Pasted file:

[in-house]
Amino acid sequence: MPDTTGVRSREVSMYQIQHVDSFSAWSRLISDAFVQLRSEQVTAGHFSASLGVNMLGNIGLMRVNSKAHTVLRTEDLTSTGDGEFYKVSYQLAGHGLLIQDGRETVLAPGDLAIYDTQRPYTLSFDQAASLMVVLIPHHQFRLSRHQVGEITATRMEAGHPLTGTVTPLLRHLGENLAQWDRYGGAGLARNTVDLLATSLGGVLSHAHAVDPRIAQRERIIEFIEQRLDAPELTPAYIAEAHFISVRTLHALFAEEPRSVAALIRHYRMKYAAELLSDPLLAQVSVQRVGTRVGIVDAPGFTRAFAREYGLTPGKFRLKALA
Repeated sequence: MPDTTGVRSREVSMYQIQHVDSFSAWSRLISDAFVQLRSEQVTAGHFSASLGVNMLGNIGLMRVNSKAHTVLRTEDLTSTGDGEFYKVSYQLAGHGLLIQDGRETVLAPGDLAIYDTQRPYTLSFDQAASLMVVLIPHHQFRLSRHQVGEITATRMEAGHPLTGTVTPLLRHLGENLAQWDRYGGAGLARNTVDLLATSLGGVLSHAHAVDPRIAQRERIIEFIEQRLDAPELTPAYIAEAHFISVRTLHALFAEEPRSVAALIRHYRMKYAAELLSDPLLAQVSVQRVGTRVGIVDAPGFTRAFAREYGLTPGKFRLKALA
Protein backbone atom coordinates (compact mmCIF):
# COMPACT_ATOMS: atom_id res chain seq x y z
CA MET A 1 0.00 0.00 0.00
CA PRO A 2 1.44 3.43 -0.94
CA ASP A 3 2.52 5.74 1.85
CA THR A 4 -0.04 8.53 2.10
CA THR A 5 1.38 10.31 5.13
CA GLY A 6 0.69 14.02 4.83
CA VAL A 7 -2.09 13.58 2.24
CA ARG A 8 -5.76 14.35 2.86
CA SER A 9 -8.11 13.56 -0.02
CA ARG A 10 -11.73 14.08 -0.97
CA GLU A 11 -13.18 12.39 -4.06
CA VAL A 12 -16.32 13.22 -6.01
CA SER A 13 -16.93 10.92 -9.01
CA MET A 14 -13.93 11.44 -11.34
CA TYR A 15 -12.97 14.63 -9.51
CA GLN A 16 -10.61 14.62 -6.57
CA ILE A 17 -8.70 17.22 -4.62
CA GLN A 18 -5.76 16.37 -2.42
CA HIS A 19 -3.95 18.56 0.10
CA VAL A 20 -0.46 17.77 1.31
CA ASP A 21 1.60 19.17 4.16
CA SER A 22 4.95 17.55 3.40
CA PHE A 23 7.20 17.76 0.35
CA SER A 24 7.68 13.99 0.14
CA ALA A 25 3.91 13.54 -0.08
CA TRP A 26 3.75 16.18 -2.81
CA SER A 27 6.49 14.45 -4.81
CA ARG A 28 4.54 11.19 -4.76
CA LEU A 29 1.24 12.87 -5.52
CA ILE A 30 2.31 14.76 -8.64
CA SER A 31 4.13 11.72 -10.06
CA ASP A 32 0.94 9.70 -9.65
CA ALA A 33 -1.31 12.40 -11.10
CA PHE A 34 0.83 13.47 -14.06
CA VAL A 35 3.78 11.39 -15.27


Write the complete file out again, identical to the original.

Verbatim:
[in-house]
Amino acid sequence: MPDTTGVRSREVSMYQIQHVDSFSAWSRLISDAFVQLRSEQVTAGHFSASLGVNMLGNIGLMRVNSKAHTVLRTEDLTSTGDGEFYKVSYQLAGHGLLIQDGRETVLAPGDLAIYDTQRPYTLSFDQAASLMVVLIPHHQFRLSRHQVGEITATRMEAGHPLTGTVTPLLRHLGENLAQWDRYGGAGLARNTVDLLATSLGGVLSHAHAVDPRIAQRERIIEFIEQRLDAPELTPAYIAEAHFISVRTLHALFAEEPRSVAALIRHYRMKYAAELLSDPLLAQVSVQRVGTRVGIVDAPGFTRAFAREYGLTPGKFRLKALA
Repeated sequence: MPDTTGVRSREVSMYQIQHVDSFSAWSRLISDAFVQLRSEQVTAGHFSASLGVNMLGNIGLMRVNSKAHTVLRTEDLTSTGDGEFYKVSYQLAGHGLLIQDGRETVLAPGDLAIYDTQRPYTLSFDQAASLMVVLIPHHQFRLSRHQVGEITATRMEAGHPLTGTVTPLLRHLGENLAQWDRYGGAGLARNTVDLLATSLGGVLSHAHAVDPRIAQRERIIEFIEQRLDAPELTPAYIAEAHFISVRTLHALFAEEPRSVAALIRHYRMKYAAELLSDPLLAQVSVQRVGTRVGIVDAPGFTRAFAREYGLTPGKFRLKALA
Protein backbone atom coordinates (compact mmCIF):
# COMPACT_ATOMS: atom_id res chain seq x y z
CA MET A 1 0.00 0.00 0.00
CA PRO A 2 1.44 3.43 -0.94
CA ASP A 3 2.52 5.74 1.85
CA THR A 4 -0.04 8.53 2.10
CA THR A 5 1.38 10.31 5.13
CA GLY A 6 0.69 14.02 4.83
CA VAL A 7 -2.09 13.58 2.24
CA ARG A 8 -5.76 14.35 2.86
CA SER A 9 -8.11 13.56 -0.02
CA ARG A 10 -11.73 14.08 -0.97
CA GLU A 11 -13.18 12.39 -4.06
CA VAL A 12 -16.32 13.22 -6.01
CA SER A 13 -16.93 10.92 -9.01
CA MET A 14 -13.93 11.44 -11.34
CA TYR A 15 -12.97 14.63 -9.51
CA GLN A 16 -10.61 14.62 -6.57
CA ILE A 17 -8.70 17.22 -4.62
CA GLN A 18 -5.76 16.37 -2.42
CA HIS A 19 -3.95 18.56 0.10
CA VAL A 20 -0.46 17.77 1.31
CA ASP A 21 1.60 19.17 4.16
CA SER A 22 4.95 17.55 3.40
CA PHE A 23 7.20 17.76 0.35
CA SER A 24 7.68 13.99 0.14
CA ALA A 25 3.91 13.54 -0.08
CA TRP A 26 3.75 16.18 -2.81
CA SER A 27 6.49 14.45 -4.81
CA ARG A 28 4.54 11.19 -4.76
CA LEU A 29 1.24 12.87 -5.52
CA ILE A 30 2.31 14.76 -8.64
CA SER A 31 4.13 11.72 -10.06
CA ASP A 32 0.94 9.70 -9.65
CA ALA A 33 -1.31 12.40 -11.10
CA PHE A 34 0.83 13.47 -14.06
CA VAL A 35 3.78 11.39 -15.27